Materia Medica Malaysiana

December 30, 2006

Court punctures docs’ defence

Filed under: Uncategorized — malaysianmedicine @ 9:41 am

Star: PUTRAJAYA: Doctors can no longer say that they had done their job just because they did it within the acceptable standards.
If something goes wrong, they can no longer use this reason as a defence in court when they are sued for negligence.
This was the decision of the Federal Court in a landmark decision that has raised the standards for medical professionals when carrying out their duty.
The nation’s highest court was deciding on a negligence suit by quadriplegic Foo Fio Na against As-sunta Hospital and a consultant or-thopaedic surgeon.
Doctors will now not only have to perform their jobs according to the normal acceptable standards but also to do so after seeking the best advice possible.
The three-man Bench Federal Court unanimously ruled that the Bolam test adopted from a 1957 negligence case in England could no longer be used as the yardstick to measure the degree of negligence.

(The Bolam principle, in substance, restrains the courts from scrutinising and evaluating the professional conduct of a doctor possessing a special skill and competence.
(The doctor is not negligent if he acts within a practice accepted as proper by a body of his own peers who possess similar skills and competence as the doctor in question.
(It matters not that there exists another body with a differing opinion that does not accept the action taken by the doctor.
(It is enough that he has acted in accordance with one of the bodies of opinion and the courts can never declare his action to be in any way negligent.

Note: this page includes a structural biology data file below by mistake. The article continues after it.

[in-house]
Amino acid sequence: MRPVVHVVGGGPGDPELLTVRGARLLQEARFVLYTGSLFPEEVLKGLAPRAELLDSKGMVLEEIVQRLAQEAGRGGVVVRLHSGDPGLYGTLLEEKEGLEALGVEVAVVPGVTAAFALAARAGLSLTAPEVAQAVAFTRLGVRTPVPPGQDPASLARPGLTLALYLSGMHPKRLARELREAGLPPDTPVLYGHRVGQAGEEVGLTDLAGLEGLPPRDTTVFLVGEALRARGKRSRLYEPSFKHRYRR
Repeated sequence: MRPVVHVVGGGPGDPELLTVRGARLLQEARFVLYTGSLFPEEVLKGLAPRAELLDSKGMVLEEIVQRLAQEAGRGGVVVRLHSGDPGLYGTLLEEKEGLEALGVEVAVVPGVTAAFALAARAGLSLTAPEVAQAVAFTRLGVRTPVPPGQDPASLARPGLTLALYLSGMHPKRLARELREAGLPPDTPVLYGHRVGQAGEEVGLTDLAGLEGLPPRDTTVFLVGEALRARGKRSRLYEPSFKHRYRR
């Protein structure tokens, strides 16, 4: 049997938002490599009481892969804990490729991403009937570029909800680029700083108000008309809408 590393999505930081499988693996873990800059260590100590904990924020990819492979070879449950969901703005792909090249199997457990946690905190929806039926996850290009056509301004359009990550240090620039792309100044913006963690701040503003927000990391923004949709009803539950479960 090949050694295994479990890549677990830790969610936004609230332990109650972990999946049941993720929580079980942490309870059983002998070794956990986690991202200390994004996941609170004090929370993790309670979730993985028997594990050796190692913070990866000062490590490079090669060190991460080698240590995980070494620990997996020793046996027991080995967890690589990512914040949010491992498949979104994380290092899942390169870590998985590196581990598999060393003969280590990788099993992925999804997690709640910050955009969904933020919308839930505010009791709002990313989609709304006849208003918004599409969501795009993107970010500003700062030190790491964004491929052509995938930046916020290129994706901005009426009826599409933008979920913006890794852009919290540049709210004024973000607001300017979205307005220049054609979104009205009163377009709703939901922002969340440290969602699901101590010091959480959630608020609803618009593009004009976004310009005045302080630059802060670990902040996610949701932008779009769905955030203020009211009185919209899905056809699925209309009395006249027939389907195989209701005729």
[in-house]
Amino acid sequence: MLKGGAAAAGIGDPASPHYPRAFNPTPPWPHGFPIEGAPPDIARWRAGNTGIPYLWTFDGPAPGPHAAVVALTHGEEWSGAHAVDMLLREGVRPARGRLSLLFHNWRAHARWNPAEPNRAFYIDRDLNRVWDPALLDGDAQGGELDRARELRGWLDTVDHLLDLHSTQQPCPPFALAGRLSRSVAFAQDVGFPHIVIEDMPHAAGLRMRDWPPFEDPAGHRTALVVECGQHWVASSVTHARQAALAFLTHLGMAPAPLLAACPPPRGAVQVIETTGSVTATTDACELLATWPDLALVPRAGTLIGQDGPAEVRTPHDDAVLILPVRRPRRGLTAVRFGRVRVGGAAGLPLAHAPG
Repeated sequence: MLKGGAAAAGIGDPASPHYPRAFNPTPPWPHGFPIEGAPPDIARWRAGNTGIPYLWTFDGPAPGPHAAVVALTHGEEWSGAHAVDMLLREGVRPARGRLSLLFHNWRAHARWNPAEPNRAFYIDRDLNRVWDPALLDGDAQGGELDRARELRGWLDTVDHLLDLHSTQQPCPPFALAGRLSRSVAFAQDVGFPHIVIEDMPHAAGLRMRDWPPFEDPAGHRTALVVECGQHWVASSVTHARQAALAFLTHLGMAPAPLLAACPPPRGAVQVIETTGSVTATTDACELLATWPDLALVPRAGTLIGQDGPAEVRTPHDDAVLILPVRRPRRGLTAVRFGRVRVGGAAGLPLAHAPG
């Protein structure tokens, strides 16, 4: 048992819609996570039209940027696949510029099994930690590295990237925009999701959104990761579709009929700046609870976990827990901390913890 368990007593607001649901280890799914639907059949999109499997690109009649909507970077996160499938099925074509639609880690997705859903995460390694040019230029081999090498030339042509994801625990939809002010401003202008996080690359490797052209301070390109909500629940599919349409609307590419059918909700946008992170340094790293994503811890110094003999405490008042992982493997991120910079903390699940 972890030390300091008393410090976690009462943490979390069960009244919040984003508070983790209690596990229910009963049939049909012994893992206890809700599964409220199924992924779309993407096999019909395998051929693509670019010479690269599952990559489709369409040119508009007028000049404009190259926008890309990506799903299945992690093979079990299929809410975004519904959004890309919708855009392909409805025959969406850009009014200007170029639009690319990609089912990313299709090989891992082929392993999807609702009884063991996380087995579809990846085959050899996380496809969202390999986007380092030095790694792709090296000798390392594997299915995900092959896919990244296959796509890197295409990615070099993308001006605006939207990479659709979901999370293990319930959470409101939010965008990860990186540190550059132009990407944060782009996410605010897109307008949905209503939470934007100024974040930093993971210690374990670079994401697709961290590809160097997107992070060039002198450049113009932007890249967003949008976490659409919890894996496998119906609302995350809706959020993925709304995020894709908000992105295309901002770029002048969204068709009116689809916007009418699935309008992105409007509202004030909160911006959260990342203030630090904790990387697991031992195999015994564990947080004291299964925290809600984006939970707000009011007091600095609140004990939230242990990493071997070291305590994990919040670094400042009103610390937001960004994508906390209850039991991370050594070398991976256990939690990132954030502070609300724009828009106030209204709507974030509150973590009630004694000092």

(This over protective and deferential approach conforms to the well-known phrase that “the doctor knows best”.)

Instead, the Bench decided that doctors here must now act within the standards of a competent professional as laid down in the 1992 Australian High Court case of Rogers vs Whitaker.
(The Whitaker case held that a doctor has a duty to warn a patient of any material risk involved in a proposed treatment.
(A risk is considered material if a reasonable person in similar circumstances will attach significance to the risk, or if the doctor is, or should be, cognizant that the particular patient will express concern about the risk.
(In that case, Maree Whitaker became essentially blind after an unsuccessful operation on her right eye caused sympathetic ophthalmia in her left eye.)

“There is a need for members of the medical profession to stand up to the wrongdoings, as is the case of professionals in other professions,” said Chief Judge of Malaya Justice Siti Norma Yaakob in her judgment.
“In so doing, people involved in medical negligence cases will be able to obtain better professional advice and the courts will be appraised with evidence that will assist them in their deliberations,” she added.
This judgment is even more significant as Siti Norma heard the appeal in 2002 together with former Chief Justice Dzaiddin Abdullah and current Chief Justice Ahmad Fairuz Sheikh Abdul Halim, who was then the Chief Judge of Malaya.

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